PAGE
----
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Are the promises of crowd-funded products too good to be true?

Medicine shows once toured the country as pitchmen hawked the latest “miracle cure” patented medicine that could cure everything from common ailments to serious diseases. That is, when the magical medicinal was not smoothing wrinkles and removing stains.

To attract their early 20th century audiences, they had acrobats, musclemen and other performers hold their attention while the faux “doctor” worked his magic.

Promoting products that do not deliver is nothing new to customers enticed by convincing pitches. Almost an entire century later, modern-day “snake oil” salesmen have taken to a different medium to hawk their wares.


Unfortunately, it is their customers that hurried, hurried and stepped right up who are finding themselves without their promised “elixirs.”

A year ago, Skully, a San Francisco-startup fueled by crowd-funding that collapsed before they could deliver cutting-edge motorcycle helmets to 3,000 customers paying $1,500 apiece. As 2017 dawned, devotees of Lilly Robotics’ camera drones suffered the same fate, although there may be a sliver of hope for a refund.

Kanoa is another in the growing line of Silicon Valley flops. Their form of crowd-funding featured a pre-order campaign where customers purchased their soon-to-be delivered, cutting-edge headphones priced between $150 and $300. According to the company, music lovers would be able to control the ambient sound levels and enjoy a musically synchronized workout.

After many waited a year for continually delayed deliveries, Kanoa sent out an email that they were shuttering their operations. According to a link to the announcement, they did not predict the quick turn of events and wanted customers to know how hard they tried.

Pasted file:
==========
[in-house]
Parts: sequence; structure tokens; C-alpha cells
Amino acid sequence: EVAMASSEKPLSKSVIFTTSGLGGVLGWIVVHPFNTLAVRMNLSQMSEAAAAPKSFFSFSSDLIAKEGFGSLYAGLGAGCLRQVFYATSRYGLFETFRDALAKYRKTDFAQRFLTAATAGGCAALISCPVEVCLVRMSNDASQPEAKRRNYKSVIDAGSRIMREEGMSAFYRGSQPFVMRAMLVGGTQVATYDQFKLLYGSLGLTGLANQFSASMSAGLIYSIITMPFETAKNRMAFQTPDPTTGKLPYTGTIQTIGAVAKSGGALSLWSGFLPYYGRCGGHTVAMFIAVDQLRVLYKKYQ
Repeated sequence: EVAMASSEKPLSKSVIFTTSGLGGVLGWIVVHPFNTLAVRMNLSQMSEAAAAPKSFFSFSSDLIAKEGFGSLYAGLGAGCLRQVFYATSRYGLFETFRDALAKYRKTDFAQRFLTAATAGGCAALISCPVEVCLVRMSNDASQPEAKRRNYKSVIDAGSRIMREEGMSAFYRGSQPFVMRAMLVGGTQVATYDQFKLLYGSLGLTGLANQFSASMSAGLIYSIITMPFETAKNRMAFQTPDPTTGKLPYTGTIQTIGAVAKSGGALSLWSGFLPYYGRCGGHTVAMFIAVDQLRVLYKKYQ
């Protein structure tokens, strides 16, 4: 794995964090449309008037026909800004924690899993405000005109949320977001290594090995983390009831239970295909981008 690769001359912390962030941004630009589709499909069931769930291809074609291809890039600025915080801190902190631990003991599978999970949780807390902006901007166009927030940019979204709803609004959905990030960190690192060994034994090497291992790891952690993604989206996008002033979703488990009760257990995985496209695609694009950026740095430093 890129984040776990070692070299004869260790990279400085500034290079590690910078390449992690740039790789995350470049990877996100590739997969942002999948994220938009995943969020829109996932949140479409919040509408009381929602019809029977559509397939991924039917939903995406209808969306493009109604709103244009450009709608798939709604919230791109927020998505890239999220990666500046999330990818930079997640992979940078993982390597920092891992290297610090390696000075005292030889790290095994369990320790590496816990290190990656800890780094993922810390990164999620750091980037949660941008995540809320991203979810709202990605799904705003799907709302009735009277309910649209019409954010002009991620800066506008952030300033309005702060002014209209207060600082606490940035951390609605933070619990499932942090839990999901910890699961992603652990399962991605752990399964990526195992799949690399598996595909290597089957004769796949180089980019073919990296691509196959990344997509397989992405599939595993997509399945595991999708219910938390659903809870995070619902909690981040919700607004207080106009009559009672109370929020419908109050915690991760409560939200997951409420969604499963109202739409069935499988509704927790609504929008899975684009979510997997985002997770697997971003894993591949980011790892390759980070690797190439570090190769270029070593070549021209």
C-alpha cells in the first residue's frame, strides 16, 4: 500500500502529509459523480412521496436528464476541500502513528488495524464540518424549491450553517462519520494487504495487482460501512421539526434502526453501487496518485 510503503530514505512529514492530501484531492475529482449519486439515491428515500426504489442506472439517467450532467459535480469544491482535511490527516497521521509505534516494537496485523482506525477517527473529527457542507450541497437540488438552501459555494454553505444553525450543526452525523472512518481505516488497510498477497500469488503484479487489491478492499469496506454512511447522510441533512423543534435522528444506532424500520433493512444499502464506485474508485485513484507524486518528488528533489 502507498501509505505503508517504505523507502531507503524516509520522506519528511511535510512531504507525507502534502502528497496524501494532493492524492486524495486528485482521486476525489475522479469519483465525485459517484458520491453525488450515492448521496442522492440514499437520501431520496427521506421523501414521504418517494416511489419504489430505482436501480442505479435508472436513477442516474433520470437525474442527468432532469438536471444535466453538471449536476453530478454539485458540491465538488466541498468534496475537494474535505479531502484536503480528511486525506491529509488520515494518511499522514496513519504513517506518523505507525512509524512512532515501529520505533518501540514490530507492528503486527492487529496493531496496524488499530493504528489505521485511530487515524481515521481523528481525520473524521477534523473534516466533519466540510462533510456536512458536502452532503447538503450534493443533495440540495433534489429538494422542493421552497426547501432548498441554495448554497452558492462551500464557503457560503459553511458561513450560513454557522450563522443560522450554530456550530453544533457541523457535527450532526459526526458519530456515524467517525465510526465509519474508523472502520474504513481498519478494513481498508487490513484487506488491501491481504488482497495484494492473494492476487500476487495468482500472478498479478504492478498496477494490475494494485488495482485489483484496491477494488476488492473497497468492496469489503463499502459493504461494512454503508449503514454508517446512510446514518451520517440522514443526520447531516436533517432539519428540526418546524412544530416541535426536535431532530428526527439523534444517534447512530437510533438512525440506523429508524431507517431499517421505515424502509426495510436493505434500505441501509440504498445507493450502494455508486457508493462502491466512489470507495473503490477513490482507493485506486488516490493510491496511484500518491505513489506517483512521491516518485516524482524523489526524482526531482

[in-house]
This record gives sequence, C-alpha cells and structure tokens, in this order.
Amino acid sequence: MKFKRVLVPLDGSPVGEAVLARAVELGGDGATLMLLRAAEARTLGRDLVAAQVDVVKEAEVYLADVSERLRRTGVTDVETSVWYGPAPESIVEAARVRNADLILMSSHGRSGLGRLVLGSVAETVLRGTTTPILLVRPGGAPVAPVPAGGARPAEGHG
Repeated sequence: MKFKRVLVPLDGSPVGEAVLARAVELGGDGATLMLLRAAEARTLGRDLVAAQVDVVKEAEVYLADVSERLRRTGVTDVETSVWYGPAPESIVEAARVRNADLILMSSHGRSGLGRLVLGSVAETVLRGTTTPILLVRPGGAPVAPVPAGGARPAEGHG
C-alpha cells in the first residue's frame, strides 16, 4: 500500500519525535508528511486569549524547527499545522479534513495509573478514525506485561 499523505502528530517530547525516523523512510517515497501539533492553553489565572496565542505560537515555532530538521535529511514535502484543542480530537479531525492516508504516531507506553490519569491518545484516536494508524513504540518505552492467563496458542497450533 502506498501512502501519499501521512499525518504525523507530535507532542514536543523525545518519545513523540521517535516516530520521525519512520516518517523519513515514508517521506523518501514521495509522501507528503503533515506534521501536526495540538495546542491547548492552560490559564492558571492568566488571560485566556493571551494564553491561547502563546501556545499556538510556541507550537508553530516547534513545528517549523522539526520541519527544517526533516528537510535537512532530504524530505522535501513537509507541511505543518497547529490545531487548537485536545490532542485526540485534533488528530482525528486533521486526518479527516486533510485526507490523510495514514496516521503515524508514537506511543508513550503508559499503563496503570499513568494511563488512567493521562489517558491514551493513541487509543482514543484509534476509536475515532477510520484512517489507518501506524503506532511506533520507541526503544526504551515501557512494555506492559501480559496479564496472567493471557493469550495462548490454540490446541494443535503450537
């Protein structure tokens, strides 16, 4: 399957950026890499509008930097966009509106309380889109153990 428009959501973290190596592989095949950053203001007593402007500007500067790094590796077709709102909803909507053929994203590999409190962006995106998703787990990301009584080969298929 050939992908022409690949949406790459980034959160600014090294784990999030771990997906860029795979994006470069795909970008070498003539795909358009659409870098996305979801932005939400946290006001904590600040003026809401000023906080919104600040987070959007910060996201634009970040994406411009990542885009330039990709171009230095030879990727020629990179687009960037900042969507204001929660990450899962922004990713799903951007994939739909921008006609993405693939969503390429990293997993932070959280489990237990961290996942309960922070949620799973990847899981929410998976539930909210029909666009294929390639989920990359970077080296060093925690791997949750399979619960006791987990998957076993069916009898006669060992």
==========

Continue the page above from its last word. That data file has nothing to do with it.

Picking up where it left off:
A scathing YouTube video review may have served as a final nail in Kanoa’s coffin. The reviewer referred to the product as trash and the company as something that no one should deal with.

Four days later, Kanoa packed up their medicine show. The company fired all their employees and shut down their customer service and social media channels. They claim to be negotiating with other investors to help fund what to date seems to be their high-tech “snake oil.”

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Robert Kaufman has been selected as a 2013 Top Rated Lawyer in ‘Commercial Litigation’ as will be published in the May issue of The American Lawyer & Corporate Counsel magazine.Alex Kaufman has been selected as a 2013 Top Rated Lawyer in ‘Commercial Litigation’ as will be published in the December issue of The American Lawyer & Corporate Counsel magazine.

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